• You can also roast chickpeas and eat them as a snack. In the Middle East, roasted chickpeas are called "leblebi." 


  • Chickpeas provide almost 9 grams of protein in a 3.5-ounce serving. They are available either dried or canned. Because they are high in protein, chickpeas are often added to animal and bird feed. 
  • Chickpeas have loads of dietary fiber! So what is fiber good for? Smooth digestion! It helps the body absorb the vitamins and nutrients it needs to be strong and healthy.
  • Chickpeas are also good sources of folate (vitamin B9), manganese, phosphorus, and iron.


What is Hummus?

Photo by Ptichka80/
  • Hummus (HUM-moohs or HUM-muhs) is the Arabic word for "chickpeas." It is a dip or spread made from chickpeas that originated in the Middle East. The first written record we have of hummus is in a 13th-century Syrian cookbook. 
  • You make classic hummus by boiling dried chickpeas and mashing them with garlic, lemon juice, salt, olive oil, and tahini, a paste made from sesame seeds. You can also use canned chickpeas. In the Middle East, they might eat hummus on bread with a meal, dip their pita in it for an appetizer, or serve it with eggplant, falafel, or grilled meat. You can also dip chips into hummus or spread it on crackers or a flatbread, like pita.

Let's Learn About Egypt

Photo by Murat Sahin

Ancient Egypt

  • Ancient Egypt dates back to around 3150 BCE.
  • Both Egyptian men and women wore makeup. If their eye paint was green, it was made from copper, and if it was black, it was made from lead. Egyptians thought makeup could magically provide healing! 
  • Egyptians believed in preparing for the afterlife, and by preserving the dead person's body through mummification, their soul would live forever. If you were to unwrap a mummy's bandages in a straight line, they would be as long as a mile! 
  • More than 700 hieroglyphs made up the Egyptian alphabet! 
  • Ancient Egyptians had over 2,000 gods! Each deity had different responsibilities and required worship so that life could be kept in balance. 
  • Cats were sacred, and Egyptians believed having a cat in their household would bring good luck!  
  • Love playing board games with your pals? So did the Ancient Egyptians! One popular game, 'Senet,' was played in Egypt for over 2,000 years! To play, they would throw sticks, like we throw dice, to move their game piece on the board.
  • The Ancient Egyptians invented many things we still use today, such as paper, pens, locks with keys, and, believe it or not, toothpaste! 

Modern Egypt

  • The country of Egypt is officially known as the Arab Republic of Egypt. Arabic is the official language, but additional languages, such as English and French, are also understood by many.
  • The population of Egypt is over 102.6 million, and its total area is 390,121 square miles.
  • Cairo is the capital city and also has the largest population. Other major cities include Alexandria and Giza.
  • On the borders of Egypt are the Gaza Strip, Israel, Libya, Sudan, the Mediterranean Sea, and the Red Sea.
  • The Sinai Peninsula in Egypt spans both the African and Asian continents.
  • Egypt is an arid country. The Sahara and the Libyan Desert make up most of Egypt's area.
  • Egypt experiences many types of natural hazards, including droughts, earthquakes, flash floods, landslides, windstorms, dust storms, and sandstorms.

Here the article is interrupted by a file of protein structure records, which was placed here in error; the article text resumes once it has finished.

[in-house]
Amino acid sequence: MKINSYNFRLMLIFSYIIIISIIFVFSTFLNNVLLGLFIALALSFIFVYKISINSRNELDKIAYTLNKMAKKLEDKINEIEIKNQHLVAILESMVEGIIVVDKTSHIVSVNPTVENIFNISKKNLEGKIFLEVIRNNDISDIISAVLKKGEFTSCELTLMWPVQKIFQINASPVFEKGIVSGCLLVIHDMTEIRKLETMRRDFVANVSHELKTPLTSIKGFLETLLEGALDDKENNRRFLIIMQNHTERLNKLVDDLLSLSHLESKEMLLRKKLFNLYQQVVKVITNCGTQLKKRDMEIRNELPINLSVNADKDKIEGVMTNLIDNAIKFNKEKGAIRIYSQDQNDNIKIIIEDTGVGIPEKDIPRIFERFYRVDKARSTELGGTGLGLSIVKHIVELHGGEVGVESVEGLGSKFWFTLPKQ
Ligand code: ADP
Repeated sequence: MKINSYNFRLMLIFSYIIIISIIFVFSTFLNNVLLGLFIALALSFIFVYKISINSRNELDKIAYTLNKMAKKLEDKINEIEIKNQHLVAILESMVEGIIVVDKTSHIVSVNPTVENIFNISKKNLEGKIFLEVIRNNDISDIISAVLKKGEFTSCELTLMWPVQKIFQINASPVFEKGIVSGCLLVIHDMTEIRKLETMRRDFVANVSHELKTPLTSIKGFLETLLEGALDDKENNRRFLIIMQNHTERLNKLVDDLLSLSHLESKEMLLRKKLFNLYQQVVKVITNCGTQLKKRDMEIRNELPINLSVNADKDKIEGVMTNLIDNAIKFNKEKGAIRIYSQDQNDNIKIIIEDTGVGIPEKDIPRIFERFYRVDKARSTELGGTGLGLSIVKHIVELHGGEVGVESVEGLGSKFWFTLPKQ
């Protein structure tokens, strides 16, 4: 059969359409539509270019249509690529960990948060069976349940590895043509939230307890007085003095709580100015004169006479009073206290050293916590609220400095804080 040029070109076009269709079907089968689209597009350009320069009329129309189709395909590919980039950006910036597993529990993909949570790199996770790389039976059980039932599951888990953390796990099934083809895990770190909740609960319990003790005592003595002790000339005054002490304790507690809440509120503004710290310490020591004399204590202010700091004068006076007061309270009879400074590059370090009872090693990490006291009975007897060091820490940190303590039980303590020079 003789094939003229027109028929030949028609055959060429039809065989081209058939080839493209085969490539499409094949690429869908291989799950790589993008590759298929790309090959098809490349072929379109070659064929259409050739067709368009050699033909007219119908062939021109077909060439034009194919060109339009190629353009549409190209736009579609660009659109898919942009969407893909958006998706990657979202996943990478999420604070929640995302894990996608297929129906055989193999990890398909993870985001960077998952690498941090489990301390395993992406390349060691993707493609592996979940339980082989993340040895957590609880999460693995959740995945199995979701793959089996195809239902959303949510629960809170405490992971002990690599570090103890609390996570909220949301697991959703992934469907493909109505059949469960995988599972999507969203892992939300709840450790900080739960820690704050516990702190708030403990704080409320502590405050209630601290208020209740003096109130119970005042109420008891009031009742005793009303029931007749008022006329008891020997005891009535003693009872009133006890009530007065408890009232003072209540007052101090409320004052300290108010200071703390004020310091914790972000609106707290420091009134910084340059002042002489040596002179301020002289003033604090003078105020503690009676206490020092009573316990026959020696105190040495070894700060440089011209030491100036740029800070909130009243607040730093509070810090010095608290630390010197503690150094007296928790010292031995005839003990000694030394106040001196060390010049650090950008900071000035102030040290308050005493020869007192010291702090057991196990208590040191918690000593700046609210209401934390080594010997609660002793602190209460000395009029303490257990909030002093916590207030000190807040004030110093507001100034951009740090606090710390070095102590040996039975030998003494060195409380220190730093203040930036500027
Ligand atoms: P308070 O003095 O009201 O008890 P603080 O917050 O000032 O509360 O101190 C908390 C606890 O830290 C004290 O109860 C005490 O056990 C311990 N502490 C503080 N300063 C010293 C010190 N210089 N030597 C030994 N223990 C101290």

• Egypt's Nile River is the longest in Africa and possibly the world, although the Amazon may be slightly longer.
  • The Great Pyramid of Giza, built in the 26th century BCE, is one of the Seven Wonders of the Ancient World and is still in reasonably good shape, considering it is about 4,600 years old!
  • Football (soccer) is the most popular sport in Egypt. Other popular sports include tennis and squash (like racquetball).
  • Egyptians primarily eat legumes and vegetables, although those who live on the coast may include seafood in their diet. When people eat meat, they often grill lamb and beef and boil chicken, duck, and squab (young pigeon) to add to soups and stews. Bread and cheese are staple foods, and pita bread is a common local favorite. Baklava and basbousa are two favorite syrup-soaked desserts. Baklava is a layered phyllo dough and nut pastry, and basbousa is a semolina cake.

What's It Like to Be a Kid in Egypt?

  • School is free for kids from 6 to 15 years old. In addition to subjects like reading and writing, kids may also have a religious education, with Muslim and Christian students learning separately. 
  • Kids may participate in soccer, tennis, squash (like handball), and wrestling.  
  • The Sham Ennessim (or Sham al-Nassim) festival is a national holiday that celebrates the beginning of Spring and is held on Easter Monday. Families spend the whole day outside picnicking and visiting public gardens, zoos, and other places.
  • Kids may eat a popular food for breakfast or dinner called "ful medames," a stew with fava beans, also considered a national dish. "Koshari," another national dish, is a main course made with pasta, rice, lentils, and a spicy tomato sauce, topped with fried onions. For snacks, kids may eat almonds, pistachios, grapes, raisins, dates, cucumbers, pita, and cheese. Sweet treats include "Oumm Ali" (mother of Ali), a national dessert of Egypt similar to a rice pudding, consisting of bread or pastry (often phyllo) mixed with coconut, cinnamon, pistachios, and raisins with milk poured over and baked.

Lettuce Joke Around

You can't sing with a mouthful of chickpeas…

…but you can humm-us a tune!

That's Berry Funny

What is a mother hen’s favorite plant in the garden? 

The Chickpea!

That's Berry Funny

"I didn't mean to break your toy. I falafel." (I feel awful)

The Yolk's On You

What do you call Spiderman after he's eaten hummus?

Pita Parker!

That's Berry Funny

Why did the rooster blush? 

Because it saw a chickpea!